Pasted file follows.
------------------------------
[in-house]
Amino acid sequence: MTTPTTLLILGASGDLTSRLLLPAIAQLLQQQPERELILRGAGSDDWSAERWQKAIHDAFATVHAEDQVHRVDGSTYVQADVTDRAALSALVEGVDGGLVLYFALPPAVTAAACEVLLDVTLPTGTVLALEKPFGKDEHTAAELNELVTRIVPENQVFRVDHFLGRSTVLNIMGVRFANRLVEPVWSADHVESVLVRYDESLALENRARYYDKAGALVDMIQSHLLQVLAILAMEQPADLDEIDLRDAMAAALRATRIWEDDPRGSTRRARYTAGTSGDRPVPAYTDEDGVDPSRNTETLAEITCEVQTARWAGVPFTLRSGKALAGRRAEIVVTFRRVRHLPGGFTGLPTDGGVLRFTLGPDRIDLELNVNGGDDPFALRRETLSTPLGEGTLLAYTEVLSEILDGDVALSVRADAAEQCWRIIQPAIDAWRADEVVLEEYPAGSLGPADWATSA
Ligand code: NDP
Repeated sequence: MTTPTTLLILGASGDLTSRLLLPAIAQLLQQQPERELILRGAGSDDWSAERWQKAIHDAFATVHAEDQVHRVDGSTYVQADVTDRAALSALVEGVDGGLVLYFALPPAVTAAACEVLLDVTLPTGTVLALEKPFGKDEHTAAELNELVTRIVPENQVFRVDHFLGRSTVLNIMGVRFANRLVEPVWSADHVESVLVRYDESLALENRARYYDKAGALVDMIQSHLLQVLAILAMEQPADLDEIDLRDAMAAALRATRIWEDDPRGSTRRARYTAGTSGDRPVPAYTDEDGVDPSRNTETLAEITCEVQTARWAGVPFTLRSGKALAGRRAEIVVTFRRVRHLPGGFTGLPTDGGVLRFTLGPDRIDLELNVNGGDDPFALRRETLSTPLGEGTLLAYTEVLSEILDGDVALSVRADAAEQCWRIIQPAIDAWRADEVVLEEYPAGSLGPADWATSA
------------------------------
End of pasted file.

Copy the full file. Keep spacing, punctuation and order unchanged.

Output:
[in-house]
Amino acid sequence: MTTPTTLLILGASGDLTSRLLLPAIAQLLQQQPERELILRGAGSDDWSAERWQKAIHDAFATVHAEDQVHRVDGSTYVQADVTDRAALSALVEGVDGGLVLYFALPPAVTAAACEVLLDVTLPTGTVLALEKPFGKDEHTAAELNELVTRIVPENQVFRVDHFLGRSTVLNIMGVRFANRLVEPVWSADHVESVLVRYDESLALENRARYYDKAGALVDMIQSHLLQVLAILAMEQPADLDEIDLRDAMAAALRATRIWEDDPRGSTRRARYTAGTSGDRPVPAYTDEDGVDPSRNTETLAEITCEVQTARWAGVPFTLRSGKALAGRRAEIVVTFRRVRHLPGGFTGLPTDGGVLRFTLGPDRIDLELNVNGGDDPFALRRETLSTPLGEGTLLAYTEVLSEILDGDVALSVRADAAEQCWRIIQPAIDAWRADEVVLEEYPAGSLGPADWATSA
Ligand code: NDP
Repeated sequence: MTTPTTLLILGASGDLTSRLLLPAIAQLLQQQPERELILRGAGSDDWSAERWQKAIHDAFATVHAEDQVHRVDGSTYVQADVTDRAALSALVEGVDGGLVLYFALPPAVTAAACEVLLDVTLPTGTVLALEKPFGKDEHTAAELNELVTRIVPENQVFRVDHFLGRSTVLNIMGVRFANRLVEPVWSADHVESVLVRYDESLALENRARYYDKAGALVDMIQSHLLQVLAILAMEQPADLDEIDLRDAMAAALRATRIWEDDPRGSTRRARYTAGTSGDRPVPAYTDEDGVDPSRNTETLAEITCEVQTARWAGVPFTLRSGKALAGRRAEIVVTFRRVRHLPGGFTGLPTDGGVLRFTLGPDRIDLELNVNGGDDPFALRRETLSTPLGEGTLLAYTEVLSEILDGDVALSVRADAAEQCWRIIQPAIDAWRADEVVLEEYPAGSLGPADWATSA